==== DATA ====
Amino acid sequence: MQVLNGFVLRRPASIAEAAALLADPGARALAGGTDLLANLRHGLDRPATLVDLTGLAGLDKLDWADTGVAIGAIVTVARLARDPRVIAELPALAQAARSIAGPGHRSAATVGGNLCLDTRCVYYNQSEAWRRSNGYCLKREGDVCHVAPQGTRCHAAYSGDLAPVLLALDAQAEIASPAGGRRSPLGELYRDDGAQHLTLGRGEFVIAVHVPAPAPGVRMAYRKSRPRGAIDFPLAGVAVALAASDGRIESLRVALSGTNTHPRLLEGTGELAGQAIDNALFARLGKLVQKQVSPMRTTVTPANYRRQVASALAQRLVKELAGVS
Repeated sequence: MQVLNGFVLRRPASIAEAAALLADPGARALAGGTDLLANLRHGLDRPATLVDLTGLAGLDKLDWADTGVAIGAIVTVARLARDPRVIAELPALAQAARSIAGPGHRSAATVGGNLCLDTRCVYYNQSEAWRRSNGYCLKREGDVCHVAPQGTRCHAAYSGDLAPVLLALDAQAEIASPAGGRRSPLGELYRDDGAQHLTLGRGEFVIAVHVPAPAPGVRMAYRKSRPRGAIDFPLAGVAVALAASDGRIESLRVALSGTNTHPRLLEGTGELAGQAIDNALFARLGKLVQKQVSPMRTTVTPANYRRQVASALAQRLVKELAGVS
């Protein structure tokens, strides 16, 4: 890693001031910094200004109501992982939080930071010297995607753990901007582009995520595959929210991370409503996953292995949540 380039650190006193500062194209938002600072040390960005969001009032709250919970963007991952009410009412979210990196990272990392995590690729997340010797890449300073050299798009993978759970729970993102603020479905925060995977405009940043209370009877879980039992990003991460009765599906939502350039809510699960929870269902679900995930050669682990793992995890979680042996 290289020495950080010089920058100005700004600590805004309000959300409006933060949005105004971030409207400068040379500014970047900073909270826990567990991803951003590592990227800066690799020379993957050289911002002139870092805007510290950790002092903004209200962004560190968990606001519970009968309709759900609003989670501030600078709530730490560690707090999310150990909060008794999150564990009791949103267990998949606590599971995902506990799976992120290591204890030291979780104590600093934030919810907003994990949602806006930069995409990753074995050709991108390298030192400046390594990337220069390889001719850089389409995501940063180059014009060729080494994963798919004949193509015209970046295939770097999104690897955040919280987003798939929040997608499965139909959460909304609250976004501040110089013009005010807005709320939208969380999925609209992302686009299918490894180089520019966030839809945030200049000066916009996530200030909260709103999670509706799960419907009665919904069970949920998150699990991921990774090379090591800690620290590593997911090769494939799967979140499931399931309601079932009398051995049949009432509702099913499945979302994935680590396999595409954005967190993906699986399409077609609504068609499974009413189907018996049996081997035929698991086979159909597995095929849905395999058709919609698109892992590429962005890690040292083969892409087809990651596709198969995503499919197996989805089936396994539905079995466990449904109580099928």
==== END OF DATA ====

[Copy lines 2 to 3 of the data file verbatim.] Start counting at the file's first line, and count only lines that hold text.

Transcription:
Repeated sequence: MQVLNGFVLRRPASIAEAAALLADPGARALAGGTDLLANLRHGLDRPATLVDLTGLAGLDKLDWADTGVAIGAIVTVARLARDPRVIAELPALAQAARSIAGPGHRSAATVGGNLCLDTRCVYYNQSEAWRRSNGYCLKREGDVCHVAPQGTRCHAAYSGDLAPVLLALDAQAEIASPAGGRRSPLGELYRDDGAQHLTLGRGEFVIAVHVPAPAPGVRMAYRKSRPRGAIDFPLAGVAVALAASDGRIESLRVALSGTNTHPRLLEGTGELAGQAIDNALFARLGKLVQKQVSPMRTTVTPANYRRQVASALAQRLVKELAGVS
């Protein structure tokens, strides 16, 4: 890693001031910094200004109501992982939080930071010297995607753990901007582009995520595959929210991370409503996953292995949540 380039650190006193500062194209938002600072040390960005969001009032709250919970963007991952009410009412979210990196990272990392995590690729997340010797890449300073050299798009993978759970729970993102603020479905925060995977405009940043209370009877879980039992990003991460009765599906939502350039809510699960929870269902679900995930050669682990793992995890979680042996 290289020495950080010089920058100005700004600590805004309000959300409006933060949005105004971030409207400068040379500014970047900073909270826990567990991803951003590592990227800066690799020379993957050289911002002139870092805007510290950790002092903004209200962004560190968990606001519970009968309709759900609003989670501030600078709530730490560690707090999310150990909060008794999150564990009791949103267990998949606590599971995902506990799976992120290591204890030291979780104590600093934030919810907003994990949602806006930069995409990753074995050709991108390298030192400046390594990337220069390889001719850089389409995501940063180059014009060729080494994963798919004949193509015209970046295939770097999104690897955040919280987003798939929040997608499965139909959460909304609250976004501040110089013009005010807005709320939208969380999925609209992302686009299918490894180089520019966030839809945030200049000066916009996530200030909260709103999670509706799960419907009665919904069970949920998150699990991921990774090379090591800690620290590593997911090769494939799967979140499931399931309601079932009398051995049949009432509702099913499945979302994935680590396999595409954005967190993906699986399409077609609504068609499974009413189907018996049996081997035929698991086979159909597995095929849905395999058709919609698109892992590429962005890690040292083969892409087809990651596709198969995503499919197996989805089936396994539905079995466990449904109580099928």